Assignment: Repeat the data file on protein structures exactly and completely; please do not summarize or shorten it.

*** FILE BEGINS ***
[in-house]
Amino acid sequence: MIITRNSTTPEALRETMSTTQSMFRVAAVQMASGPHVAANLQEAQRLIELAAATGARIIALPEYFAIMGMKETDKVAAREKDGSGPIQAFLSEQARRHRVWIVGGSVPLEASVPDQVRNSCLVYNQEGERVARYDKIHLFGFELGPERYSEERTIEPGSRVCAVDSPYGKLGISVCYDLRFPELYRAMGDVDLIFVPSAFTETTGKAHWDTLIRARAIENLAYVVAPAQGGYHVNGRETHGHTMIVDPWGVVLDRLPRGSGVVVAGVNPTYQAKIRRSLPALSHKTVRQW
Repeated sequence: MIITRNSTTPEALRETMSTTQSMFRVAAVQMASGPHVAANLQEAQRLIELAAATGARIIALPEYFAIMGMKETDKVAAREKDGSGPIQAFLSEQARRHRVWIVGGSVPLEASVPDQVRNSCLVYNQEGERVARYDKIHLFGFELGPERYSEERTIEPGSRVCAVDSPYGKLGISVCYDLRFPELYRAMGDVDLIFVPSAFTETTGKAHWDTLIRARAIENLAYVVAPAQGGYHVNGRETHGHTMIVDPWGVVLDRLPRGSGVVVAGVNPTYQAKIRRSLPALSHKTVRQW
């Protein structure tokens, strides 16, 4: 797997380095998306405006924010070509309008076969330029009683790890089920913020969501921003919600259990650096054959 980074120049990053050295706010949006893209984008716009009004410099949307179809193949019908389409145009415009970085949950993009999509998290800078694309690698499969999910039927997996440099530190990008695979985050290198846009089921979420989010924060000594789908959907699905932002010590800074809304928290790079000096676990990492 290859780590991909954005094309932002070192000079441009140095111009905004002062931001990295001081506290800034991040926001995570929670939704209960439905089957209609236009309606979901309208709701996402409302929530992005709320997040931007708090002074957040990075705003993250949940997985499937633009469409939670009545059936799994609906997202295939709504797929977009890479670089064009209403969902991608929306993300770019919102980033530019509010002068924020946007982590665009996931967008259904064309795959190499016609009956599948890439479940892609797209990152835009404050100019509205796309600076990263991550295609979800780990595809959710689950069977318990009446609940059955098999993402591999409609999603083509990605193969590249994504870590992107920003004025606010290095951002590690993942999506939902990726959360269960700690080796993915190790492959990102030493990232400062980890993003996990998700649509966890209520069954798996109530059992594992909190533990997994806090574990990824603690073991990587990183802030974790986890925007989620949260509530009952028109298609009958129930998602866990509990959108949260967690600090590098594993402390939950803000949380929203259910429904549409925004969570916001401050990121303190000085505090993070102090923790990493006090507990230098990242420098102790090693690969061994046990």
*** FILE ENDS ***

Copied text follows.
[in-house]
Amino acid sequence: MIITRNSTTPEALRETMSTTQSMFRVAAVQMASGPHVAANLQEAQRLIELAAATGARIIALPEYFAIMGMKETDKVAAREKDGSGPIQAFLSEQARRHRVWIVGGSVPLEASVPDQVRNSCLVYNQEGERVARYDKIHLFGFELGPERYSEERTIEPGSRVCAVDSPYGKLGISVCYDLRFPELYRAMGDVDLIFVPSAFTETTGKAHWDTLIRARAIENLAYVVAPAQGGYHVNGRETHGHTMIVDPWGVVLDRLPRGSGVVVAGVNPTYQAKIRRSLPALSHKTVRQW
Repeated sequence: MIITRNSTTPEALRETMSTTQSMFRVAAVQMASGPHVAANLQEAQRLIELAAATGARIIALPEYFAIMGMKETDKVAAREKDGSGPIQAFLSEQARRHRVWIVGGSVPLEASVPDQVRNSCLVYNQEGERVARYDKIHLFGFELGPERYSEERTIEPGSRVCAVDSPYGKLGISVCYDLRFPELYRAMGDVDLIFVPSAFTETTGKAHWDTLIRARAIENLAYVVAPAQGGYHVNGRETHGHTMIVDPWGVVLDRLPRGSGVVVAGVNPTYQAKIRRSLPALSHKTVRQW
């Protein structure tokens, strides 16, 4: 797997380095998306405006924010070509309008076969330029009683790890089920913020969501921003919600259990650096054959 980074120049990053050295706010949006893209984008716009009004410099949307179809193949019908389409145009415009970085949950993009999509998290800078694309690698499969999910039927997996440099530190990008695979985050290198846009089921979420989010924060000594789908959907699905932002010590800074809304928290790079000096676990990492 290859780590991909954005094309932002070192000079441009140095111009905004002062931001990295001081506290800034991040926001995570929670939704209960439905089957209609236009309606979901309208709701996402409302929530992005709320997040931007708090002074957040990075705003993250949940997985499937633009469409939670009545059936799994609906997202295939709504797929977009890479670089064009209403969902991608929306993300770019919102980033530019509010002068924020946007982590665009996931967008259904064309795959190499016609009956599948890439479940892609797209990152835009404050100019509205796309600076990263991550295609979800780990595809959710689950069977318990009446609940059955098999993402591999409609999603083509990605193969590249994504870590992107920003004025606010290095951002590690993942999506939902990726959360269960700690080796993915190790492959990102030493990232400062980890993003996990998700649509966890209520069954798996109530059992594992909190533990997994806090574990990824603690073991990587990183802030974790986890925007989620949260509530009952028109298609009958129930998602866990509990959108949260967690600090590098594993402390939950803000949380929203259910429904549409925004969570916001401050990121303190000085505090993070102090923790990493006090507990230098990242420098102790090693690969061994046990």